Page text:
Jeremiah 38:22 ‘Now behold, all the women who are left in the king of Judah’s house shall be surrendered to the king of Babylon’s princes, and those women shall say:
“Your close friends have set upon (Or misled) you
And prevailed against you;
Your feet have sunk in the mire,
And they have turned away (Deserted you) again.”
Jeremiah 38:23 ‘So they shall surrender all your wives and children to the Chaldeans. You shall not escape from their hand, but shall be taken by the hand of the king of Babylon. And you shall cause this city to be burned with fire.’ ”
Jeremiah 38:24 Then Zedekiah said to Jeremiah, “Let no one know of these words, and you shall not die.
Jeremiah 38:25 But if the princes hear that I have talked with you, and they come to you and say to you, ‘Declare to us now what you have said to the king, and also what the king said to you; do not hide it from us, and we will not put you to death,’
Jeremiah 38:26 then you shall say to them, ‘I presented my request before the king, that he would not make me return to Jonathan’s house to die there.’ ”
Jeremiah 38:27 Then all the princes came to Jeremiah and asked him. And he told them according to all these words that the king had commanded. So they stopped speaking with him, for the conversation had not been heard.
Jeremiah 38:28 Now Jeremiah remained in the court of the prison until the day that Jerusalem was taken. And he was there when Jerusalem was taken.
- Archeological Evidence
By Jay Bushinksy THE WASHINGTON TIMES
- It is the most remarkable find since excavations in the heart of this 3,000-year-old capital of ancient Israel began 140 years ago: a tiny clay seal impression also known as a bulla or stamp, discovered near the ruins of what has been identified as King David’s palace and bearing the name of an influential courtier mentioned in the Hebrew Bible.
“It is not very often that archaeologists have surprises that bring them so close to the reality of the biblical text,” said Eilat Mazar, whose pinpoint dig in a relatively small site this summer led her to a clay bulla whose ancient Hebrew script identifies its owner as Gedalyahu ben Pashhur.
Speaking to an enthusiastic audience of 1,500 Israelis who converged on the Palestinian-Arab Silwan quarter, known as Kfar Hashiloah, or Siloam in the Bible, Mrs. Mazar said, “One could not have asked anything more than this.”
Ben Pashhur’s name is cited in the Book of Jeremiah 38:1 together with that of Yehuchal ben Shelemayahu, whose bulla was discovered at the same site two years ago.
Jeremiah 38:1 “Now Shephatiah the son of Mattan, Gedaliah the son of Pashhur, Jucal the son of Shelemiah, and Pashhur the son of Malchiah heard the words that Jeremiah had spoken to all the people…”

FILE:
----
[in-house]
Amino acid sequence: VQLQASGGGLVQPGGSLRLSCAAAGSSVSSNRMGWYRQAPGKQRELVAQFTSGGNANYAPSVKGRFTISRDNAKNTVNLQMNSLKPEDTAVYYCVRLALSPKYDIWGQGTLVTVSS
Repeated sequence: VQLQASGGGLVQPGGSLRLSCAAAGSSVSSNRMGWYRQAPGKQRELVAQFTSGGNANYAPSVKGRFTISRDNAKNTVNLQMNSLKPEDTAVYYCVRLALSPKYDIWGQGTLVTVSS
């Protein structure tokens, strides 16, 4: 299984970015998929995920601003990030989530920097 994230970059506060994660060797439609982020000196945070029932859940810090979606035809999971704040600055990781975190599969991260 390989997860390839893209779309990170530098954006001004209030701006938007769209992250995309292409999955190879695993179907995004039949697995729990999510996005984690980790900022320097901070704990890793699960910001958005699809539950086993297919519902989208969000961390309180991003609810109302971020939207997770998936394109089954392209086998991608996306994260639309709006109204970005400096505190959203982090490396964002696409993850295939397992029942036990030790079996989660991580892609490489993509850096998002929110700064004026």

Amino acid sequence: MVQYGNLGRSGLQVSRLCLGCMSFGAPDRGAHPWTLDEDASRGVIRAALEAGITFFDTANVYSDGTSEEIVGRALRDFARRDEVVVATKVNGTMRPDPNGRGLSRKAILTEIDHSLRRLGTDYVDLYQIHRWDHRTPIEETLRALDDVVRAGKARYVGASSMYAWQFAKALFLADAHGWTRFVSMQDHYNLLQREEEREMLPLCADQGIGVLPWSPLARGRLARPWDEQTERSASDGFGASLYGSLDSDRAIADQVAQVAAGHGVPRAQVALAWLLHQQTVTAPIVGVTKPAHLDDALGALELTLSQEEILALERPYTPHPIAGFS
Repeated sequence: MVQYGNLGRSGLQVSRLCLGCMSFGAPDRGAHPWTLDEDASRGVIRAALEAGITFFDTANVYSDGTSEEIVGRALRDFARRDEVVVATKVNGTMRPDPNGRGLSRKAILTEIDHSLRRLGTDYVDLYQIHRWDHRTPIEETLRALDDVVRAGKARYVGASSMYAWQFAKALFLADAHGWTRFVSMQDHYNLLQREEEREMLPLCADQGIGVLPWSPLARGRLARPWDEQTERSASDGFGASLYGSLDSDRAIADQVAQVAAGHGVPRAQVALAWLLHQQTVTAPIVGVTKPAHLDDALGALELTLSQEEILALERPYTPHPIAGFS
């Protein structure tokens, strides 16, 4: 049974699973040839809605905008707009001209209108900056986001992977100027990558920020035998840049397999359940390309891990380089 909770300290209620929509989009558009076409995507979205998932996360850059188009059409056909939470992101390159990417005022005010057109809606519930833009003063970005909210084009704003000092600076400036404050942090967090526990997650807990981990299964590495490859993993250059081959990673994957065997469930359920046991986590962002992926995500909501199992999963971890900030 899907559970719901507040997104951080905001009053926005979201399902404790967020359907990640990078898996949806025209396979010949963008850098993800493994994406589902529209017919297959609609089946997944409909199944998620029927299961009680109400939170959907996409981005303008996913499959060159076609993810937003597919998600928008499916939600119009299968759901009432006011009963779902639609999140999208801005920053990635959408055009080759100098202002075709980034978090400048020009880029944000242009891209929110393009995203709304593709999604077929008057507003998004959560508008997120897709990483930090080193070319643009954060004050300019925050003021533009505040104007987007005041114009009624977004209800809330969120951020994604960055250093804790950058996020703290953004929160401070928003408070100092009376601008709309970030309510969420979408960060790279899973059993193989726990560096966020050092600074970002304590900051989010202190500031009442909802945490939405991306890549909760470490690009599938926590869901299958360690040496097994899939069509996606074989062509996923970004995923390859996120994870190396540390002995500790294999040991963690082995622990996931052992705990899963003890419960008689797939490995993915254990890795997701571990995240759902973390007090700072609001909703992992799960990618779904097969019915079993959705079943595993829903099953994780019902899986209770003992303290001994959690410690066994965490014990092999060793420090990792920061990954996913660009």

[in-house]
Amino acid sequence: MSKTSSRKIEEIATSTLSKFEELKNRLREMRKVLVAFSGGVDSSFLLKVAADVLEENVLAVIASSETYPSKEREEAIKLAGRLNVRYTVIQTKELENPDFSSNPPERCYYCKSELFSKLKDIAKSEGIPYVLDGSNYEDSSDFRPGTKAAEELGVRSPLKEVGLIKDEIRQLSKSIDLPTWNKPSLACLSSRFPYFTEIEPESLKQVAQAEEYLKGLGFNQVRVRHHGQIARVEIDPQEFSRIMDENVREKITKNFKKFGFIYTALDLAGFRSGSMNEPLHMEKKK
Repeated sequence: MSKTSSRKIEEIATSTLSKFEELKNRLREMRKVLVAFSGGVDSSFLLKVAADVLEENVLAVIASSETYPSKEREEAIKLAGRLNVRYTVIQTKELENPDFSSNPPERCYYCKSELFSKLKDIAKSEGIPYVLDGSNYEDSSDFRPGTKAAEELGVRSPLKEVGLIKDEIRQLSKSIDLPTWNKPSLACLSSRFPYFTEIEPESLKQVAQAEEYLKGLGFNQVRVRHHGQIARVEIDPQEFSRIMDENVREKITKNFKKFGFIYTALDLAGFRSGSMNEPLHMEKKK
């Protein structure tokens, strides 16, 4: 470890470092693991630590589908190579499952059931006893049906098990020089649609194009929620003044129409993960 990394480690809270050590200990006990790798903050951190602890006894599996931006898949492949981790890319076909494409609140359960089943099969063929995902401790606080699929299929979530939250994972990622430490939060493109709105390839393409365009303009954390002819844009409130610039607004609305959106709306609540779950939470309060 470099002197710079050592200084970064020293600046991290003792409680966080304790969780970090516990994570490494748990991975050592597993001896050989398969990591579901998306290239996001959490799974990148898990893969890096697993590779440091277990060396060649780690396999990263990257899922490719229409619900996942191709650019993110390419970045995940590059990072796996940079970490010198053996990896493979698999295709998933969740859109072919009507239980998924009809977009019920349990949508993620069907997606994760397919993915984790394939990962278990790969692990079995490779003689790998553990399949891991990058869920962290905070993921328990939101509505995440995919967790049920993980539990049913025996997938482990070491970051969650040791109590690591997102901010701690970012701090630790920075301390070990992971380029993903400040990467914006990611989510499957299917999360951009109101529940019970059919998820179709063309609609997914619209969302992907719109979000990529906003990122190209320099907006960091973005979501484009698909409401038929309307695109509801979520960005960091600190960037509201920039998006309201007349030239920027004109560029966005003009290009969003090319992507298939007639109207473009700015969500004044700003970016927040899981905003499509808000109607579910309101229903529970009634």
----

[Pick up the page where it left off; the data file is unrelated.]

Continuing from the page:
The two were ministers in the court of King Zedekiah, the last king from the Davidic dynasty to reign in Jerusalem. His reign, from 597 to 586 B.C., ended with the Babylonians’ destruction of the First Temple on nearby Mount Moriah.
Because both bullae were perfectly intact and their inscriptions easily legible by anyone familiar with the ancient Hebrew script, Gabriel Barkay, one of Mrs. Mazar’s veteran colleagues, surmised they were attached to documents that were burned, possibly during the Babylonian siege, but that they survived because they were made of clay.”They were baked and thereby preserved in mud and silt, which could be dissolved in water,” he said. The two bullae resemble each other except for the names they bear.
Mrs. Mazar said the two courtiers opposed the prophet Jeremiah’s pleas to Zedekiah that Judea surrender to the Babylonians.
“They wanted him executed,” she said, “but the king refused.” Jeremiah was imprisoned twice and confined to a pit. Ultimately, they asked him to pray for the kingdom.
It is the first time in the annals of Israeli archaeology that two 2,600-year-old clay bullae with two biblical names that appear in the same biblical verse have been unearthed in the same location, she said.
The first one was discovered two years ago above the ruins of King David’s palace, which Mrs. Mazar uncovered during an earlier phase of her work at the City of David.
Mrs. Mazar’s latest find occurred in what are thought to be the remains of a tower that was part of the city wall dating back to the 50th century B.C. days of Nehemiah, the governor of Judea appointed by the Persians after they defeated the Babylonians in 538 B.C., when they allowed the Jewish exiles to return from Babylon.
Excavations at the City of David, a hillside site just outside the walls of the Old City of Jerusalem’s Dung Gate, were resumed in 1978 under the direction of Yigal Shiloh, a pioneer archaeologist who found 50 similar seal impressions at the site.
“In Jerusalem, you don’t look for anything you may want,” said Mr. Barkay. You just find whatever you find.”
See also Jeremiah 20, Jeremiah 36